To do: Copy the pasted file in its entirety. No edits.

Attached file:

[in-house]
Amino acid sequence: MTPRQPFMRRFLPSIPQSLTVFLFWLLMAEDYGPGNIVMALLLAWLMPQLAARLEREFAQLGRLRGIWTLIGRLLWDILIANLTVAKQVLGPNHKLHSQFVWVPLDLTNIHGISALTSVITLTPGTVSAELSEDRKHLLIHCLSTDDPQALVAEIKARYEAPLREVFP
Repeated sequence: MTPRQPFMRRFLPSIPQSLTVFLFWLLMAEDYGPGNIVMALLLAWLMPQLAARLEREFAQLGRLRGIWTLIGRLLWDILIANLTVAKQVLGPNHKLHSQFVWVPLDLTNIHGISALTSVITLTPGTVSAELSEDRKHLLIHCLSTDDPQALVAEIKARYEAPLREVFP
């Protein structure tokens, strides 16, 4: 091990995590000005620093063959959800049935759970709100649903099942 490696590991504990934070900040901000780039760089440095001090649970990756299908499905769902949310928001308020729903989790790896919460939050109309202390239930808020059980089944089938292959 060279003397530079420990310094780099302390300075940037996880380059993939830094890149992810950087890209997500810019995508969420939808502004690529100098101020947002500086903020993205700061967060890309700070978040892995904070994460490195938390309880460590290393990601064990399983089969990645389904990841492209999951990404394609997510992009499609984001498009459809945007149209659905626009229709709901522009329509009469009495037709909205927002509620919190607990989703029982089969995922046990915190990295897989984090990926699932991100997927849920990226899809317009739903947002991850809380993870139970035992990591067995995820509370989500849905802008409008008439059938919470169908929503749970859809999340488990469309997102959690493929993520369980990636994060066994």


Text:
[in-house]
Amino acid sequence: MTPRQPFMRRFLPSIPQSLTVFLFWLLMAEDYGPGNIVMALLLAWLMPQLAARLEREFAQLGRLRGIWTLIGRLLWDILIANLTVAKQVLGPNHKLHSQFVWVPLDLTNIHGISALTSVITLTPGTVSAELSEDRKHLLIHCLSTDDPQALVAEIKARYEAPLREVFP
Repeated sequence: MTPRQPFMRRFLPSIPQSLTVFLFWLLMAEDYGPGNIVMALLLAWLMPQLAARLEREFAQLGRLRGIWTLIGRLLWDILIANLTVAKQVLGPNHKLHSQFVWVPLDLTNIHGISALTSVITLTPGTVSAELSEDRKHLLIHCLSTDDPQALVAEIKARYEAPLREVFP
């Protein structure tokens, strides 16, 4: 091990995590000005620093063959959800049935759970709100649903099942 490696590991504990934070900040901000780039760089440095001090649970990756299908499905769902949310928001308020729903989790790896919460939050109309202390239930808020059980089944089938292959 060279003397530079420990310094780099302390300075940037996880380059993939830094890149992810950087890209997500810019995508969420939808502004690529100098101020947002500086903020993205700061967060890309700070978040892995904070994460490195938390309880460590290393990601064990399983089969990645389904990841492209999951990404394609997510992009499609984001498009459809945007149209659905626009229709709901522009329509009469009495037709909205927002509620919190607990989703029982089969995922046990915190990295897989984090990926699932991100997927849920990226899809317009739903947002991850809380993870139970035992990591067995995820509370989500849905802008409008008439059938919470169908929503749970859809999340488990469309997102959690493929993520369980990636994060066994």